How Do You Freeze Fresh Green Beans?
Facts about Green Beans
String beans, french beans, snap beans, and green beans are just a few of the most common names of these long, thin, tasty, green-colored legume. They are very easy to grow, which makes it the perfect vegetable for a first-time gardener.
You can grow them in a bush or as pole beans dependent on what resources a planter has. For pole beans, one needs to have poles that will allow the beans to climb. The pole spreads out the plant better, making picking this treat much easier. Bush beans, on the other hand, can be planted anywhere, but the beans are more hidden within the plant.
Harvesting time is between 55 and 65 days after the seeds are planted. They will continue to grow fruit throughout the season.
Wait until after the dew has dried before picking green beans. If the beans are wet when harvesting them, bean bacteria blight can spread, which is a common disease among green beans.
You will know they are ready to be picked if they are about as thick as a pencil. They also need to be crisp, which means that if you break them in half, you will hear a snapping noise, which is where they get their name snap beans. When the beans get too large, the skin is translucent and the seeds will be visible. If harvested, they will be tough and not very tasty.
Green Bean Nutritional Facts
|Serving size: 1 cup|
|Calories from Fat||0|
|% Daily Value *|
|Fat 0 g|
|Saturated fat 0 g|
|Unsaturated fat 0 g|
|Carbohydrates 0 g|
|Sugar 2 g|
|Fiber 4 g||16%|
|Protein 2 g||4%|
|Cholesterol 0 mg|
|* The Percent Daily Values are based on a 2,000 calorie diet, so your values may change depending on your calorie needs. The values here may not be 100% accurate because the recipes have not been professionally evaluated nor have they been evaluated by the U.S. FDA.|
- Lots and lots of Fresh Green Beans
- 1 Pot, full of water
- 1 Bowl, full of ice cold water
- 1 Timer, set at three minutes
- 1 Slotted Spoon
- Several Freezer Bags
Preparing the Beans for FreezingClick thumbnail to view full-size
Freezing Fresh Green Beans
- First, pick fresh, crisp green beans. They are ready to pick when they are about as thick as a pencil, but not much thicker, and make a snapping noise when you break them in half.
- Wash off all dirt, leaves, etc.
- Once dirt is removed, snap off the end of the stems. Some people will snap both tips off, but I often leave the tail for the extra nutrients.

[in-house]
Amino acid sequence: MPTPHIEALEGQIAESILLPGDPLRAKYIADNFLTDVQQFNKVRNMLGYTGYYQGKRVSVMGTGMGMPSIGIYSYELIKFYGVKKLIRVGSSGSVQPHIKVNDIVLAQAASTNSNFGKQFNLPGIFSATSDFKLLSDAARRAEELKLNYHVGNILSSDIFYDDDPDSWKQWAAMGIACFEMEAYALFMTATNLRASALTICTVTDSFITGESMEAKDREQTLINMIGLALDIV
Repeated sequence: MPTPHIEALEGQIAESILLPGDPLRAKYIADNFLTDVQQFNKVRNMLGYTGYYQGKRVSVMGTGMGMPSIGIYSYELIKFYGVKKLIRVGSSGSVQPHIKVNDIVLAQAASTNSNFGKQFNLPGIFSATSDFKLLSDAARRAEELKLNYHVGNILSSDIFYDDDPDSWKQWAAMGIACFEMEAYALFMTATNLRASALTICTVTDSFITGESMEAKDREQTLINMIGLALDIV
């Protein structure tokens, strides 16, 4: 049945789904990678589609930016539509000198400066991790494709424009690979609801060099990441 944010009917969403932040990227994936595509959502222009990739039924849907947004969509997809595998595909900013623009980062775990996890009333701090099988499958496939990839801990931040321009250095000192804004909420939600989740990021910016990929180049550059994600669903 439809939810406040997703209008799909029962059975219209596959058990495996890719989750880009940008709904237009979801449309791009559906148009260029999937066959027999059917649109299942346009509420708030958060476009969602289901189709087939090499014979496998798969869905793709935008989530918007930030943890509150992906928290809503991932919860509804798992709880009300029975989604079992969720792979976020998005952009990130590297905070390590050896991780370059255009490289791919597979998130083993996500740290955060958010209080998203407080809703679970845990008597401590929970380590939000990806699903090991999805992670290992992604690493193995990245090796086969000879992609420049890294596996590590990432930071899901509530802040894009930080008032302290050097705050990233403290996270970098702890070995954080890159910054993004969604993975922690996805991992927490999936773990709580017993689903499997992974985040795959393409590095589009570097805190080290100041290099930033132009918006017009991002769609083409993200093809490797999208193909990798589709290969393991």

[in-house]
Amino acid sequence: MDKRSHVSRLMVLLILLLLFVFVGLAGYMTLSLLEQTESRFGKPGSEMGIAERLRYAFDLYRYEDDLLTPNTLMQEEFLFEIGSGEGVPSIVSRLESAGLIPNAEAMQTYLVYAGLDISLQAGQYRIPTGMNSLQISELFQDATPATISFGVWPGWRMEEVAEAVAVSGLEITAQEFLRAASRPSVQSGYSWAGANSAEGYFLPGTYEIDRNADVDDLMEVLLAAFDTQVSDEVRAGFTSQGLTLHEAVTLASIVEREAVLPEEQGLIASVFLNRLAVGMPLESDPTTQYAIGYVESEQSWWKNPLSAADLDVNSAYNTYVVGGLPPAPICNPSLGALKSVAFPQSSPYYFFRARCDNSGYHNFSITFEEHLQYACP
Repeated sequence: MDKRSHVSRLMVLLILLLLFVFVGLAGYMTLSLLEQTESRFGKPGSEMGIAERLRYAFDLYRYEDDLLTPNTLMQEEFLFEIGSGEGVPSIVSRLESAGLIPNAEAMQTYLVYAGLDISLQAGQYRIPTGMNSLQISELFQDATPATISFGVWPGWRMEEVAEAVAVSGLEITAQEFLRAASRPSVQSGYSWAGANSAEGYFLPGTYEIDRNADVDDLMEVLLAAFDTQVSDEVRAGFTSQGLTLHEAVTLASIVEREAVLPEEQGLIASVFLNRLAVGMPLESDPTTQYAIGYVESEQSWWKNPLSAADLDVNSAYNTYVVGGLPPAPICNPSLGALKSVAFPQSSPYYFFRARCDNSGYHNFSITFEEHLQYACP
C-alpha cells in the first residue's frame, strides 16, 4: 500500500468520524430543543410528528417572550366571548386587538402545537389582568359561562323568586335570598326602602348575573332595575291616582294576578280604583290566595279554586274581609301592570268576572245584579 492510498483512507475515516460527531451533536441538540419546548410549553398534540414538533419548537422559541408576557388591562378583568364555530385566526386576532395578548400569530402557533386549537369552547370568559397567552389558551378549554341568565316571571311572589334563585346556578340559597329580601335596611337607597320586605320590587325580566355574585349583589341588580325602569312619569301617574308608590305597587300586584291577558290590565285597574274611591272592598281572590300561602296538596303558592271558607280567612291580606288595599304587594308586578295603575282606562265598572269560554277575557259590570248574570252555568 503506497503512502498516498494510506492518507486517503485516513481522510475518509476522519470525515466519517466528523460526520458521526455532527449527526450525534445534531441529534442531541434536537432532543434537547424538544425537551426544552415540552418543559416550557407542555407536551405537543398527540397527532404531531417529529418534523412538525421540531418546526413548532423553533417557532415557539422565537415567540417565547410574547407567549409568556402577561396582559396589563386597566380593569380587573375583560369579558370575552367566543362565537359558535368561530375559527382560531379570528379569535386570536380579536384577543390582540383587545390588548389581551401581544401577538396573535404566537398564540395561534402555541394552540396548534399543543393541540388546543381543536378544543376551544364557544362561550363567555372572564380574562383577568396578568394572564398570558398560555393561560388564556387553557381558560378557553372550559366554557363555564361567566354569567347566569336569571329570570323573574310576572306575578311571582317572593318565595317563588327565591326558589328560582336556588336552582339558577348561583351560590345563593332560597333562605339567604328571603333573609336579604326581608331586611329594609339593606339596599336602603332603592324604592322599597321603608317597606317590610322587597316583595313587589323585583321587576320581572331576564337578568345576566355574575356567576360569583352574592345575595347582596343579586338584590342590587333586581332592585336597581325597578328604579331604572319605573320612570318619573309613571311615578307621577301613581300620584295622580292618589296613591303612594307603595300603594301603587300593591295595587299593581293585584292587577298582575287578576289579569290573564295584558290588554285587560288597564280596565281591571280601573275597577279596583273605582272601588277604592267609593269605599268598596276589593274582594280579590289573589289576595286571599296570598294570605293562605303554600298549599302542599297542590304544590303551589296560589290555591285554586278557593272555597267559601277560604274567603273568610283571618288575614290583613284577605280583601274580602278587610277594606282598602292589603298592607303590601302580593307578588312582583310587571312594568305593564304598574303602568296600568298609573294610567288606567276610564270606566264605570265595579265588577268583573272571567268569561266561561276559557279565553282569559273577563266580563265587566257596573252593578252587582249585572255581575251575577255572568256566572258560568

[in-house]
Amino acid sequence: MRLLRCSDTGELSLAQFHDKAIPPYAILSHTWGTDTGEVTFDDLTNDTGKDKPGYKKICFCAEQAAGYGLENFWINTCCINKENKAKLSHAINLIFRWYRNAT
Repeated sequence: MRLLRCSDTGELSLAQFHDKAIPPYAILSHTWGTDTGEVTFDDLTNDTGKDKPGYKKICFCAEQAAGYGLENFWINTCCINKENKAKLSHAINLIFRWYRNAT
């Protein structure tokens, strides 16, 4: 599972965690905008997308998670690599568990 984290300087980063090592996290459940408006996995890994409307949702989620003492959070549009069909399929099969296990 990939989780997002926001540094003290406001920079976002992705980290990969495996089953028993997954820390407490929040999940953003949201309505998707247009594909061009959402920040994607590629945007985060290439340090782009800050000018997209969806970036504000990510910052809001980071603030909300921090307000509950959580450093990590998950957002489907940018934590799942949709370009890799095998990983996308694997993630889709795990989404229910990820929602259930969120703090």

- Bring a large pot of water to a rolling boil and let boil for one minute.
- Place green beans into the pot of boiling water for three minutes. This water can be reused several times before it needs to be changed; therefore, you can prepare several batches of green beans with one pot.
- With a slotted spoon, remove beans and place them into ice cold water for an additional three minutes.
- Take out and towel dry.
- Once dry, place them in a secure Ziploc freezer bag. It is ideal to use a vacuum sealed bag, otherwise try to release as much air out of the bag as possible.
- Once tightly sealed, freeze.
- When you are ready to prepare; thaw, cook, and enjoy!
Health Benefits of Green Beans
Green beans are a great source of nutrients, yet full of flavor even children enjoy. They are a great food to have by themselves, or mixed in with a salad. They is very easy to add to any meal. Although great taste is reason enough to eat this vegetable, here are some more reasons you will want to eat green beans for your health and even your longevity:
- They are low in calories. So you can eat a lot and not feel guilty. Plus, they have no saturated fat.
- They are rich in fiber with 12 percent of the recommended daily allowance. Fiber is necessary for keeping your blood cholesterol levels low. Fiber is also important for bowel health, which will help decrease your chances of cancer and other diseases.
- They will help you look and feel younger, because they contain healthy levels of lutein, zeaxanthin, and beta-carotene. These, in combination, help reduce the free radicals in your body, substances that can facilitate cancer and the aging process.
- They help you see better, because green beans contain zea-xanthin. This mineral is absorbed into the retinal macula lutea in the eyes, which is needed to decrease your chance of macular degeneration and other eye diseases. This nutrient will protect you against UV light.
- Green beans provide 100 grams of folate. Folate is essential for proper DNA replication. When your cells replicate improperly, they mutate, which is the cause for cancer cells. With folate, the chances of them not mutating is decreased. Folate is especially important in pregnant women.
- Vitamin-B6 (pyridoxine), Vitamin A, and Vitamin B-1 (thiamin) are also found in green beans, although not in large quantities. They also have a small percentage of vitamin C, which can help your body resist infections and prevent colds and flus. A better source of vitamin C would be green peppers.
Green beans are an ideal food to add to any meal. Plus their wonderful vitamins will help you stay young, feel young, and be healthy. But of course it's important to eat a variety of fruits and vegetables, for example bananas, tomatoes, olives, strawberries, apples, onions, and zucchini, in order to get the optimal range of nutrients.
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© 2012 Angela Michelle Schultz